Food safety and quality control are certainly top of mind for operators when it comes to third-party delivery partnerships. But there’s another real struggle that’s impacting guests, and it doesn’t appear to have a solution yet: loyalty.
At this point, the vast majority of third-party services don’t link into restaurants’ POS systems, let alone their loyalty programs. But with millennials often equating value to the ability to earn free stuff through loyalty programs, does partnering with these services put restaurants at a disadvantage with this fickle clientele?
Operators are between a rock and a hard place. Consumers are growing to expect delivery—already, 19% of the food millennials and Gen Zers order from restaurants is for delivery, according to Technomic’s Generational Consumer Trend Report. And at the same time, while loyalty isn’t necessarily driving traffic—just 30% of consumers visit certain restaurants over others because of rewards programs—hasn’t loyalty become tablestakes?
Right now, the National Restaurant Association is working on establishing some best practices on the operational side with third-party delivery companies. Cicely Simpson, EVP of policy and government affairs, suggests operators focus on details such as contracts, intellectual property, food safety practices, and addressing “bad actors” and consumers. But doesn’t part of focusing on the consumer mean meeting their expectations in terms of what they earn for choosing your restaurant over another?
While Restaurant Business has heard representatives of some of these third-party delivery services say they are actively looking at ways to build their own loyalty programs that could integrate into a restaurant’s POS system, the companies only seem interested if they become the brand’s exclusive delivery partner.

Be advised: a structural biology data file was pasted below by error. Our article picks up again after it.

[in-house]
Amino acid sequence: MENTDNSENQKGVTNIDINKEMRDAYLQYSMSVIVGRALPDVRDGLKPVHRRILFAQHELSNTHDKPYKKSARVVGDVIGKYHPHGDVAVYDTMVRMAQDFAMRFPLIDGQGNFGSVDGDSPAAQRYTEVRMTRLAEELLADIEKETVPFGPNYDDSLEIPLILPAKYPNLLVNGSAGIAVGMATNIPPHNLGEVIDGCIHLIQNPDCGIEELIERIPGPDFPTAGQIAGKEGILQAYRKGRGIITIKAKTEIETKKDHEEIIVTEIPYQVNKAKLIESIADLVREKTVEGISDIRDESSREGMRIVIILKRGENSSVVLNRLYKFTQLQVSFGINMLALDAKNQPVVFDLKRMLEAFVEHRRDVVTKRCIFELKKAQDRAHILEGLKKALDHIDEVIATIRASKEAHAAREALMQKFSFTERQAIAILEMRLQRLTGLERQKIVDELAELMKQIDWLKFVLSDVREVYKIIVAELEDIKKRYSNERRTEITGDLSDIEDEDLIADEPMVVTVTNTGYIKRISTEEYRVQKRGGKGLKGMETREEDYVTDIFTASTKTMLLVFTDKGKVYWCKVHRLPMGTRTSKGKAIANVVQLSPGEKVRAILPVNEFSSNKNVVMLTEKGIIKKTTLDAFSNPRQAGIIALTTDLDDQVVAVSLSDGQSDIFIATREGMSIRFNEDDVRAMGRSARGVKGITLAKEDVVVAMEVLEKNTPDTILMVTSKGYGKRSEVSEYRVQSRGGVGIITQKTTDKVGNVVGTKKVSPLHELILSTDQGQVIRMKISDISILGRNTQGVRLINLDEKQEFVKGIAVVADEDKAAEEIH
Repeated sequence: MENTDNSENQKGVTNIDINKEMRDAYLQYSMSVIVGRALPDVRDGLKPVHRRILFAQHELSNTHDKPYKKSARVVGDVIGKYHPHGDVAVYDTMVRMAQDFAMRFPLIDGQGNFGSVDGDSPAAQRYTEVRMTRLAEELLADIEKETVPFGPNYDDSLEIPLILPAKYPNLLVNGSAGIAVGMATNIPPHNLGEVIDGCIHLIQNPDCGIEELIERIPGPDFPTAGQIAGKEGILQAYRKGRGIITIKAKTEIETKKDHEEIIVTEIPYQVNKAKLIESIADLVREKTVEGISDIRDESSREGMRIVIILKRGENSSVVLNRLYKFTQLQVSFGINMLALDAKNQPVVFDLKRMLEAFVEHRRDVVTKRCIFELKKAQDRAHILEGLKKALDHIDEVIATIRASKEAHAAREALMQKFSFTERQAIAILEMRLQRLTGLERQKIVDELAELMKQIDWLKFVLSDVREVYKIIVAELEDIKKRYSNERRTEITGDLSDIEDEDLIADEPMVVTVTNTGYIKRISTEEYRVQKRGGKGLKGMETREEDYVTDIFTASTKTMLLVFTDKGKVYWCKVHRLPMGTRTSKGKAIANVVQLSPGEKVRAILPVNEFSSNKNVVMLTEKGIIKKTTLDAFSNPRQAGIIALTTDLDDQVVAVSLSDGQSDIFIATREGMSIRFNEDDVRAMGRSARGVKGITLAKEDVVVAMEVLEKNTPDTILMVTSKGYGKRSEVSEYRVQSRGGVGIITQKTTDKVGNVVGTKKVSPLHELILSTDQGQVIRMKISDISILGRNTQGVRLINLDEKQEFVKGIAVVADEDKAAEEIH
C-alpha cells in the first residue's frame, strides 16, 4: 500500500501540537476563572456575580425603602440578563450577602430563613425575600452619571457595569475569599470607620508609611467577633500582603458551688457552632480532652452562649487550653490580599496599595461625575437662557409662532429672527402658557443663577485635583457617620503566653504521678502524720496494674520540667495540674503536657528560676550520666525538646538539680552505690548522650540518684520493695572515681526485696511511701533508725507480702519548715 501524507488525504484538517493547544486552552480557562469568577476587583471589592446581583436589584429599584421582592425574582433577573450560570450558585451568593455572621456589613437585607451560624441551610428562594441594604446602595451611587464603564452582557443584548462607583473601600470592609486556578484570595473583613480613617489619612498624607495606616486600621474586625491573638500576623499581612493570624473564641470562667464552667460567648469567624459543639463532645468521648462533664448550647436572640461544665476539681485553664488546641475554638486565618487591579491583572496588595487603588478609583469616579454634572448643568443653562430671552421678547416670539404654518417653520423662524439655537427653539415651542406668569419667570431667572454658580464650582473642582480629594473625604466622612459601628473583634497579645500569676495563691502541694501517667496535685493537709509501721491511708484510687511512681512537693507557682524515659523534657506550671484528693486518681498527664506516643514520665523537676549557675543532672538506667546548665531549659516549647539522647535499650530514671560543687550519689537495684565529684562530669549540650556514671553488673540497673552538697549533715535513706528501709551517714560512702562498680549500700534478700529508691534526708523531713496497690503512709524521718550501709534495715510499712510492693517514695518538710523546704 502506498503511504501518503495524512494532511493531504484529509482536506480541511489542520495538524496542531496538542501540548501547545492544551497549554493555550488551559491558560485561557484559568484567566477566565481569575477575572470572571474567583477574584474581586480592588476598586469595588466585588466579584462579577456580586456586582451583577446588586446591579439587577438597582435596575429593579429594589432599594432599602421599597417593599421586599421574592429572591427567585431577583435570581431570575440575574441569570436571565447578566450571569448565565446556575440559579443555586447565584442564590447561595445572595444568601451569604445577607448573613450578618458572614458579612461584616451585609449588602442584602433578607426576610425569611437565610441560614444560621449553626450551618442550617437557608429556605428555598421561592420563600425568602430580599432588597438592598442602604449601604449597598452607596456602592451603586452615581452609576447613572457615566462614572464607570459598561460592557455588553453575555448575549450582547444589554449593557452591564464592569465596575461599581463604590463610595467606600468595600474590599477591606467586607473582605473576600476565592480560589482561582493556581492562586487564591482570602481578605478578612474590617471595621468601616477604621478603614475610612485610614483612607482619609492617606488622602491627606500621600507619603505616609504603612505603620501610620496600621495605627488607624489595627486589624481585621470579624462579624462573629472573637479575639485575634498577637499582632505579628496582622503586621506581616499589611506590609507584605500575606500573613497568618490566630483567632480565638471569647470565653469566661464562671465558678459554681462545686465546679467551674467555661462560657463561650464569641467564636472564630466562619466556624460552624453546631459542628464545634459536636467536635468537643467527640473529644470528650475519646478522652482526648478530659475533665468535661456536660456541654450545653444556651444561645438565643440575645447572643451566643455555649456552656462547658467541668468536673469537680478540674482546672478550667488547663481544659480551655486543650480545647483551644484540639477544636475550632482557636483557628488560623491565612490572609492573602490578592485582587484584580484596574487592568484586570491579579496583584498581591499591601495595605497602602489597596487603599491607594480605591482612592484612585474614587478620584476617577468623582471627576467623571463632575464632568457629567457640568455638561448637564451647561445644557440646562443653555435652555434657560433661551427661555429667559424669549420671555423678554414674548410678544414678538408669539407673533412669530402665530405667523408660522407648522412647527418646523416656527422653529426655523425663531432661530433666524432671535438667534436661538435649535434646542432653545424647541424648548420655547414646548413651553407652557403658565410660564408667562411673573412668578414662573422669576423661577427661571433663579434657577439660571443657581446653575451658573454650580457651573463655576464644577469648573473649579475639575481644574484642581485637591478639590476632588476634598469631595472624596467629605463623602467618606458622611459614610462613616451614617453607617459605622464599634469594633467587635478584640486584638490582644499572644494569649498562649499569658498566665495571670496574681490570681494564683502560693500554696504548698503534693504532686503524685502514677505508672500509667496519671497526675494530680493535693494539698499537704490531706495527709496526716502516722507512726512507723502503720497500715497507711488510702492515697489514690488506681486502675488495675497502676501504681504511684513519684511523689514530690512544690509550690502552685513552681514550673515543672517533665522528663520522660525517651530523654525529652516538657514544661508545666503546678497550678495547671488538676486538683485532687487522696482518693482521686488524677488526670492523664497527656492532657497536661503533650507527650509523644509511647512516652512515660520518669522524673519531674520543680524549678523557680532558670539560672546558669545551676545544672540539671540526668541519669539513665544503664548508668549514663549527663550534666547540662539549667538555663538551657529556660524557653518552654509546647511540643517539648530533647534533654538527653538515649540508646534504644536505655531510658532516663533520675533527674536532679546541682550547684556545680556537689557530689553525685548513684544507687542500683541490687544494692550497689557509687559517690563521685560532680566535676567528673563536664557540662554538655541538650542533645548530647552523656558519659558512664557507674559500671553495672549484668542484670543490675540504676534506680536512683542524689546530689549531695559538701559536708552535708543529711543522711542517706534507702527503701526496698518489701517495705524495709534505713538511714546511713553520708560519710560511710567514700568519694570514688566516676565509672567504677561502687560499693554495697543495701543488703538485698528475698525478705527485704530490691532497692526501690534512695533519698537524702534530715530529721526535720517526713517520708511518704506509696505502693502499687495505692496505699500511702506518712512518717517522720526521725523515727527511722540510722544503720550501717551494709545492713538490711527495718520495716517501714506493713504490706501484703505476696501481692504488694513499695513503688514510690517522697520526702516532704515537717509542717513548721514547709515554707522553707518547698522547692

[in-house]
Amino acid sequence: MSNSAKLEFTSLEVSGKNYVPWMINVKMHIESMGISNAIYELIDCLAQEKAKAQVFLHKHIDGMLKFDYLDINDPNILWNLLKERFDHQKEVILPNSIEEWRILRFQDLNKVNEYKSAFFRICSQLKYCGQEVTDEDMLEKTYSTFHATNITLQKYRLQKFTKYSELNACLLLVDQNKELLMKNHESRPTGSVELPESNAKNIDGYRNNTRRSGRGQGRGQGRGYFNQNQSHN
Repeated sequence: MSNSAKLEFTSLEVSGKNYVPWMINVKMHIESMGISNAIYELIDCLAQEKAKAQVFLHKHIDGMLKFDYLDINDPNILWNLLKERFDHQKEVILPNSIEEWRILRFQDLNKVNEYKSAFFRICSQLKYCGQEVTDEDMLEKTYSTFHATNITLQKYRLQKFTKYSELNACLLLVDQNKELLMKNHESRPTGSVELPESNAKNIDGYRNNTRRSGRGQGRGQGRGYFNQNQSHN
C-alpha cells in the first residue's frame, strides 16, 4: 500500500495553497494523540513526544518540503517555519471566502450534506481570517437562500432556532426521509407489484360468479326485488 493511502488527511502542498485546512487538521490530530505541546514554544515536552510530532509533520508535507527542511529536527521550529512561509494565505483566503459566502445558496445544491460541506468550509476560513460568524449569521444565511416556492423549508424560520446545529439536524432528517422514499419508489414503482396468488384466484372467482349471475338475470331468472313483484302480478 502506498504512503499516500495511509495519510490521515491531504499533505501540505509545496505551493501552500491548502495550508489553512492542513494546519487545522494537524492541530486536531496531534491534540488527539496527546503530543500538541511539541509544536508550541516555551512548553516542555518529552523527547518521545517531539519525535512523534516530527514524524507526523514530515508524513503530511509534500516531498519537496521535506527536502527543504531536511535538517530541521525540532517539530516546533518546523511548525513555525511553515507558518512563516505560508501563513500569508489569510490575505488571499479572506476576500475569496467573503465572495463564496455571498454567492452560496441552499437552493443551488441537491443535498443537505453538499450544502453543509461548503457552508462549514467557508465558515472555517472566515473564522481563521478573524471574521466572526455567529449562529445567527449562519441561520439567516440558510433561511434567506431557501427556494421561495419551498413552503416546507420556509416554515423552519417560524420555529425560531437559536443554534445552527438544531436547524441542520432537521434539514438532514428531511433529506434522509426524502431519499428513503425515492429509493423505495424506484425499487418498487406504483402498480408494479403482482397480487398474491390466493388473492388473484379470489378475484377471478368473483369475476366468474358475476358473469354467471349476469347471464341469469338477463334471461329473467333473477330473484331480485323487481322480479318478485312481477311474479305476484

This solution creates a couple of problems. One: Most operators do not want another loyalty program to have to deal with on the back end, especially when they already have at least that one customers have become accustomed to. And two: The exclusive delivery partnership means limited exposure. While certain deliverers are popular in some parts of the country, others have a larger following elsewhere—meaning an exclusive deal isn’t necessarily ideal for national brands.
Unfortunately, there is no clear solution out there in the conversation at the moment, or even an in-the-works idea that really solves the problem. So as operators are shopping around and meeting with these vendors—the companies who are trying to get your business—is this something to start pushing for more? Will it take demands from the top chains to force these companies’ hands into building something with smart integration that doesn’t take away from the loyalty experience?
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